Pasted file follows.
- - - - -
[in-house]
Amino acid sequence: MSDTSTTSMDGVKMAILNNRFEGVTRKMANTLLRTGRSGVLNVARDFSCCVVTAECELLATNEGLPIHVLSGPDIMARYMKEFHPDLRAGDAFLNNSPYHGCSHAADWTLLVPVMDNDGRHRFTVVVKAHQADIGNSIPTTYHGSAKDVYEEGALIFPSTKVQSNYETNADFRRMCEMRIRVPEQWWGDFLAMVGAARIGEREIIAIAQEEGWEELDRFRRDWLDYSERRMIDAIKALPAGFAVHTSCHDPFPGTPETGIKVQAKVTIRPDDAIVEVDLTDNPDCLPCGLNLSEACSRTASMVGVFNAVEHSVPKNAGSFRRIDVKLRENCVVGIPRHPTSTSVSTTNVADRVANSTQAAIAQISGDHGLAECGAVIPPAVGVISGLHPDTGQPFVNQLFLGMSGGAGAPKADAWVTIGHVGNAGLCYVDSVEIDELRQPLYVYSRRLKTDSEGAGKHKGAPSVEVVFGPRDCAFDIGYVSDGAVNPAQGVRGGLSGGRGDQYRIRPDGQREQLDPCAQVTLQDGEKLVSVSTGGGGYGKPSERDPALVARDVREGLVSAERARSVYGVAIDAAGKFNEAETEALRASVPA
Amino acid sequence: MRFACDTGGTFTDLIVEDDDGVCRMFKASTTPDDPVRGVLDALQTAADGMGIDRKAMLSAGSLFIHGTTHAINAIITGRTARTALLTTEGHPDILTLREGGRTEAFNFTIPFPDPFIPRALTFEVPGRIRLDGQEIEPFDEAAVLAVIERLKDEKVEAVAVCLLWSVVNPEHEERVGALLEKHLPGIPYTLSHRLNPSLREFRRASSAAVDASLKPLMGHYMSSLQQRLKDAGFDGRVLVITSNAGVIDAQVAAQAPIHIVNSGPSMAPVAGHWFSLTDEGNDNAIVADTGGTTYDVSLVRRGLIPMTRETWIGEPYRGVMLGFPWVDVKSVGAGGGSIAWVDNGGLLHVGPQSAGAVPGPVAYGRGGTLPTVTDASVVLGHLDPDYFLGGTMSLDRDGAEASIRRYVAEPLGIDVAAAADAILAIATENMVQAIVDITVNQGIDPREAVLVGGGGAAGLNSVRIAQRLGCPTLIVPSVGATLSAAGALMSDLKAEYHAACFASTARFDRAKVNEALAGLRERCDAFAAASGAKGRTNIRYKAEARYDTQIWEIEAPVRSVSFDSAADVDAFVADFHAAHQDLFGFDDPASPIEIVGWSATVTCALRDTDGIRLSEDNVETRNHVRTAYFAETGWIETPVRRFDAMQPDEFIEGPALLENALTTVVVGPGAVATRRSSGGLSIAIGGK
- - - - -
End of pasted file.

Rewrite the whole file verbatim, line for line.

[in-house]
Amino acid sequence: MSDTSTTSMDGVKMAILNNRFEGVTRKMANTLLRTGRSGVLNVARDFSCCVVTAECELLATNEGLPIHVLSGPDIMARYMKEFHPDLRAGDAFLNNSPYHGCSHAADWTLLVPVMDNDGRHRFTVVVKAHQADIGNSIPTTYHGSAKDVYEEGALIFPSTKVQSNYETNADFRRMCEMRIRVPEQWWGDFLAMVGAARIGEREIIAIAQEEGWEELDRFRRDWLDYSERRMIDAIKALPAGFAVHTSCHDPFPGTPETGIKVQAKVTIRPDDAIVEVDLTDNPDCLPCGLNLSEACSRTASMVGVFNAVEHSVPKNAGSFRRIDVKLRENCVVGIPRHPTSTSVSTTNVADRVANSTQAAIAQISGDHGLAECGAVIPPAVGVISGLHPDTGQPFVNQLFLGMSGGAGAPKADAWVTIGHVGNAGLCYVDSVEIDELRQPLYVYSRRLKTDSEGAGKHKGAPSVEVVFGPRDCAFDIGYVSDGAVNPAQGVRGGLSGGRGDQYRIRPDGQREQLDPCAQVTLQDGEKLVSVSTGGGGYGKPSERDPALVARDVREGLVSAERARSVYGVAIDAAGKFNEAETEALRASVPA
Amino acid sequence: MRFACDTGGTFTDLIVEDDDGVCRMFKASTTPDDPVRGVLDALQTAADGMGIDRKAMLSAGSLFIHGTTHAINAIITGRTARTALLTTEGHPDILTLREGGRTEAFNFTIPFPDPFIPRALTFEVPGRIRLDGQEIEPFDEAAVLAVIERLKDEKVEAVAVCLLWSVVNPEHEERVGALLEKHLPGIPYTLSHRLNPSLREFRRASSAAVDASLKPLMGHYMSSLQQRLKDAGFDGRVLVITSNAGVIDAQVAAQAPIHIVNSGPSMAPVAGHWFSLTDEGNDNAIVADTGGTTYDVSLVRRGLIPMTRETWIGEPYRGVMLGFPWVDVKSVGAGGGSIAWVDNGGLLHVGPQSAGAVPGPVAYGRGGTLPTVTDASVVLGHLDPDYFLGGTMSLDRDGAEASIRRYVAEPLGIDVAAAADAILAIATENMVQAIVDITVNQGIDPREAVLVGGGGAAGLNSVRIAQRLGCPTLIVPSVGATLSAAGALMSDLKAEYHAACFASTARFDRAKVNEALAGLRERCDAFAAASGAKGRTNIRYKAEARYDTQIWEIEAPVRSVSFDSAADVDAFVADFHAAHQDLFGFDDPASPIEIVGWSATVTCALRDTDGIRLSEDNVETRNHVRTAYFAETGWIETPVRRFDAMQPDEFIEGPALLENALTTVVVGPGAVATRRSSGGLSIAIGGK